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Impact of smoking on neurodegeneration and cerebrovascular disease markers in cognitively normal men

Authors
 H. Cho  ;  C. Kim  ;  H. J. Kim  ;  B.S. Ye  ;  Y. J. Kim  ;  N.-Y. Jung  ;  T. O. Son  ;  E. B. Cho  ;  H. Jang  ;  J. Lee  ;  M. Kang  ;  H.-Y. Shin  ;  S. Jeon  ;  J.-M. Lee  ;  S. T. Kim  ;  Y.-C. Choi  ;  D.L. Na  ;  S. W. Seo 
Citation
 EUROPEAN JOURNAL OF NEUROLOGY, Vol.23(1) : 110-119, 2016 
Journal Title
 EUROPEAN JOURNAL OF NEUROLOGY 
ISSN
 1351-5101 
Issue Date
2016
MeSH
Aged ; Biomarkers ; Cerebral Cortex/pathology* ; Cerebrovascular Disorders/chemically induced* ; Humans ; Magnetic Resonance Imaging ; Male ; Middle Aged ; Neurodegenerative Diseases/chemically induced* ; Smoking/adverse effects* ; White Matter/pathology*
Keywords
Alzheimer's disease ; cerebrovascular disease ; cortical thickness ; dementia ; lacunes ; neurodegeneration ; smoking ; white matter hyperintensities
Abstract
BACKGROUND AND PURPOSE: Smoking is a major risk factor for cognitive decline and dementia. However, the exact pathobiology of smoking remains unknown. The effects of smoking on cortical thickness as a biomarker of neurodegeneration or white matter hyperintensities and lacunes as biomarkers of cerebrovascular burden were concurrently evaluated. METHODS: Our study included 977 cognitively normal men who visited a health promotion centre and underwent medical check-ups, including 3.0 T magnetic resonance imaging. Participants were categorized into never smoker, past smoker or current smoker groups and pack-years and the years of smoking cessation were used as continuous variables. RESULTS: The current smoker group exhibited cortical thinning in frontal and temporo-parietal regions compared with the never smoker group. These effects were particularly prominent in smokers with a high cumulative exposure to smoking in the current smoker group. However, there was no association between smoking and the severity of white matter hyperintensity or number of lacunes. CONCLUSION: Our findings indicate that smoking might impact on neurodegeneration rather than cerebrovascular burdens in cognitively normal men, suggesting that smoking might be an important modifiable risk factor for the development of Alzheimer's disease.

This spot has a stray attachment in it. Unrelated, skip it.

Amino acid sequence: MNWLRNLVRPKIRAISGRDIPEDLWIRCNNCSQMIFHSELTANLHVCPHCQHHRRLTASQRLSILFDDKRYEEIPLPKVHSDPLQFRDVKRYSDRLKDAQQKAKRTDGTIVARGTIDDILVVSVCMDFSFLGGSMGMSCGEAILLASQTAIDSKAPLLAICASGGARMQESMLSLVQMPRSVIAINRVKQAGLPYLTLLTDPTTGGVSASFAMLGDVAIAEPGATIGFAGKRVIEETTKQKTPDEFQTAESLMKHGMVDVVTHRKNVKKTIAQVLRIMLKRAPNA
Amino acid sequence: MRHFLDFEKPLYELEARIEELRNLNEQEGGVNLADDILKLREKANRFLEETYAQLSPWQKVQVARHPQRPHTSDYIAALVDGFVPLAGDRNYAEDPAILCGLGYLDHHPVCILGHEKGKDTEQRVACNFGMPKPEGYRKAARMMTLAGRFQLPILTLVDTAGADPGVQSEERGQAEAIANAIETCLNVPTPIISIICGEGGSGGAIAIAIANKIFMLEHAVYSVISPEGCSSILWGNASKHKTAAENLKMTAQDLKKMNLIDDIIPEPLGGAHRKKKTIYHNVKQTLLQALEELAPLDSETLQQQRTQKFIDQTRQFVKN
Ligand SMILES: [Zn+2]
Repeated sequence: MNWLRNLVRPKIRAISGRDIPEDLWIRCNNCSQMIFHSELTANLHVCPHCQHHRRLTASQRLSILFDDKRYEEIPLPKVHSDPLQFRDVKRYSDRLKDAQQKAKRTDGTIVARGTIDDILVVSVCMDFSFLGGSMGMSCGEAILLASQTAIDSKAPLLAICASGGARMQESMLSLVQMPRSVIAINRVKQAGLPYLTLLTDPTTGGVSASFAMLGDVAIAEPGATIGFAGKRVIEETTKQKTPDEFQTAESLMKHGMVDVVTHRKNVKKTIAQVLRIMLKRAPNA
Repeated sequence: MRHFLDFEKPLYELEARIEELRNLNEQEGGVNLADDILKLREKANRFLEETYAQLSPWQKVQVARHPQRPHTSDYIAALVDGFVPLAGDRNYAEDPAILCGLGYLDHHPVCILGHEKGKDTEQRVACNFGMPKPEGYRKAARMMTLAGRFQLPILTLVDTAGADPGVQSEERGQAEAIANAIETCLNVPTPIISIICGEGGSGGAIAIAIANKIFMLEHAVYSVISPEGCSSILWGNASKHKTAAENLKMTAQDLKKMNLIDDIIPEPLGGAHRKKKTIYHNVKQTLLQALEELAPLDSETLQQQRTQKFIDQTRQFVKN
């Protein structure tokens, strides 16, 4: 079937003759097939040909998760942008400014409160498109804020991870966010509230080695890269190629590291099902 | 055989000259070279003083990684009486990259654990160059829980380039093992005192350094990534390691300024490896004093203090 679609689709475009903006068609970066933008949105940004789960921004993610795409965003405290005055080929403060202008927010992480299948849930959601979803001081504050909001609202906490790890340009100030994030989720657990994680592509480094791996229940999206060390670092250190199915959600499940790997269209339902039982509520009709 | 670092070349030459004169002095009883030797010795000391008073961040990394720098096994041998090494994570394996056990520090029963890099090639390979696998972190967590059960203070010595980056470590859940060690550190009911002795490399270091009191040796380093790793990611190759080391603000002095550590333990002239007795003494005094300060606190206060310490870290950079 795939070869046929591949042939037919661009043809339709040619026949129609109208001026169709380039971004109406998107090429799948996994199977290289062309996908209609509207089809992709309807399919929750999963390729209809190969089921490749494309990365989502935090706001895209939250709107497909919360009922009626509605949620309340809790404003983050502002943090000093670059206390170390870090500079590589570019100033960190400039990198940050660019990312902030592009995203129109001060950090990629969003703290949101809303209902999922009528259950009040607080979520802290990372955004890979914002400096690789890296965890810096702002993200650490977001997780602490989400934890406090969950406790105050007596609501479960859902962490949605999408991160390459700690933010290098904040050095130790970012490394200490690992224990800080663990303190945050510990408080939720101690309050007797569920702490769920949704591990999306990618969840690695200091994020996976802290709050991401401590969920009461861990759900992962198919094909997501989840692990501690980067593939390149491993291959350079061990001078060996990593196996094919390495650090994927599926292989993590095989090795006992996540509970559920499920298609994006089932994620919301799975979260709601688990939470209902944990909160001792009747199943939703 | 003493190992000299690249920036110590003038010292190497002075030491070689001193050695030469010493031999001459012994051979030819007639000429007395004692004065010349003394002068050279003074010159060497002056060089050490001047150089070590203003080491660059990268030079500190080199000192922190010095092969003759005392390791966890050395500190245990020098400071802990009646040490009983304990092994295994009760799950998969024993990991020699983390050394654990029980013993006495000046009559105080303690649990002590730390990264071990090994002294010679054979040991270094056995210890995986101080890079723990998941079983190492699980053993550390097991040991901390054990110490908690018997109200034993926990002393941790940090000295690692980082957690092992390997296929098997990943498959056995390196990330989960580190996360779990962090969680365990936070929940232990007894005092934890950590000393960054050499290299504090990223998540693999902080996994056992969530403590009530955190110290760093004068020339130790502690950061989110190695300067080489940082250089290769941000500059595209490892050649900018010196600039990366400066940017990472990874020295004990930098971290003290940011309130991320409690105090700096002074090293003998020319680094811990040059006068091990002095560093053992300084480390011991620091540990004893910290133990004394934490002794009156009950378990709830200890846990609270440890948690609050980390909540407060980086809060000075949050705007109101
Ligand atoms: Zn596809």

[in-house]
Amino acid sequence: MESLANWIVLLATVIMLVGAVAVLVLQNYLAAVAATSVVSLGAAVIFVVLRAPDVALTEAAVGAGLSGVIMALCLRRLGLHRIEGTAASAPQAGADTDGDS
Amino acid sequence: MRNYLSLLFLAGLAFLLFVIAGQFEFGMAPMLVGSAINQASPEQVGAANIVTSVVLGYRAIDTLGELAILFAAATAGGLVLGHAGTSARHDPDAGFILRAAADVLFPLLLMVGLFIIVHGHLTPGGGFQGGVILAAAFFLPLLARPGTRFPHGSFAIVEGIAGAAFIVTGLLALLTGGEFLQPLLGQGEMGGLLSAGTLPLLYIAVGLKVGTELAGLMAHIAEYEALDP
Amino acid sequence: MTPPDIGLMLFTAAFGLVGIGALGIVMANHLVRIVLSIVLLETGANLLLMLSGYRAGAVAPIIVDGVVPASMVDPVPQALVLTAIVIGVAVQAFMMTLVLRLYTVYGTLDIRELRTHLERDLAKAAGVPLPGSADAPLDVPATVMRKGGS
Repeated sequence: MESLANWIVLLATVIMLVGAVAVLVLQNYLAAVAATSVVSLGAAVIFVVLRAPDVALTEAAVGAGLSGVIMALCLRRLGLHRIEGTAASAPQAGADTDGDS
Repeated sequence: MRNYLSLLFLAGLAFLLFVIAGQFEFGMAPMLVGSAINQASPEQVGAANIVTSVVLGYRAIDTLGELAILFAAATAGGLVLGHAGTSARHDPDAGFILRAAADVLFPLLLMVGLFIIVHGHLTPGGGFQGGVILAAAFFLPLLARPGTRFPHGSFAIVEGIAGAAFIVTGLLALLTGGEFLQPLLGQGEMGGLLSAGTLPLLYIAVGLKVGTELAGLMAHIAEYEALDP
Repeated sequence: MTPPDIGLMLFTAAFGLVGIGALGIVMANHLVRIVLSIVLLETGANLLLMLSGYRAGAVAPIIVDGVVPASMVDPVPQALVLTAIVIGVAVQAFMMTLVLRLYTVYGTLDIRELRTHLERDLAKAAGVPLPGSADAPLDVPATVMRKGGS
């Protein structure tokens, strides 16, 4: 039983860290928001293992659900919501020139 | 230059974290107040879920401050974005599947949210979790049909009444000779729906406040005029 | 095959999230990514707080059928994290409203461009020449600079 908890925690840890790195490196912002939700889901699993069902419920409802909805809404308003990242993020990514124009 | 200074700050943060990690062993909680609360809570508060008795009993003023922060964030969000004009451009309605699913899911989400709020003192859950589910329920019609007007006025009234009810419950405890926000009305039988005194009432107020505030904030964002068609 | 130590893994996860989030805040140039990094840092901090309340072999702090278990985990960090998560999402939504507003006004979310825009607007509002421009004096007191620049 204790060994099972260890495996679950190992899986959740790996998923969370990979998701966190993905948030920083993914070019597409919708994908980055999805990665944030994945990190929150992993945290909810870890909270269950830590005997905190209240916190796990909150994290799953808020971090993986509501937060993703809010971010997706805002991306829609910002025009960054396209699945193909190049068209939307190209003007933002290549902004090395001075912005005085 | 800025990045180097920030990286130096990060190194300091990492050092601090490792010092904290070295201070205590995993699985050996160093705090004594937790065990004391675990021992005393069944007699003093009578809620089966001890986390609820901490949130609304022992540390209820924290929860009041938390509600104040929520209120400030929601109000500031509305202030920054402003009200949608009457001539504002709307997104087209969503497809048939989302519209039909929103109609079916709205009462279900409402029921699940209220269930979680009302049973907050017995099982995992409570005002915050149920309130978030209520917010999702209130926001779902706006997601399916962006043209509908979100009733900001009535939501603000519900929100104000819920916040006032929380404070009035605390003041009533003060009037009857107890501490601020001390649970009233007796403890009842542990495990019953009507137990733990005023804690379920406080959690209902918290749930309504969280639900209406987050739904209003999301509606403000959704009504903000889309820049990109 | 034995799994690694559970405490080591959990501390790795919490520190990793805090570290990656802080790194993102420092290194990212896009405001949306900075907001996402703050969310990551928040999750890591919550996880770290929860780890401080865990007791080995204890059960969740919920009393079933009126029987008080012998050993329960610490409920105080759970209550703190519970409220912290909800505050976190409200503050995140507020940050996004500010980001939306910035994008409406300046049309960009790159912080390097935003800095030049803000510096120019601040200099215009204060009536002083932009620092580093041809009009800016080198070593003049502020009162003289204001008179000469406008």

Full Text
http://onlinelibrary.wiley.com/doi/10.1111/ene.12816/abstract
DOI
10.1111/ene.12816
Appears in Collections:
1. College of Medicine (의과대학) > Dept. of Preventive Medicine and Public Health (예방의학교실) > 1. Journal Papers
1. College of Medicine (의과대학) > Dept. of Neurology (신경과학교실) > 1. Journal Papers
Yonsei Authors
Kim, Chang Soo(김창수) ORCID logo https://orcid.org/0000-0002-5940-5649
Ye, Byoung Seok(예병석) ORCID logo https://orcid.org/0000-0003-0187-8440
Cho, Hanna(조한나) ORCID logo https://orcid.org/0000-0001-5936-1546
Choi, Young Chul(최영철) ORCID logo https://orcid.org/0000-0001-5525-6861
URI
https://ir.ymlib.yonsei.ac.kr/handle/22282913/146298
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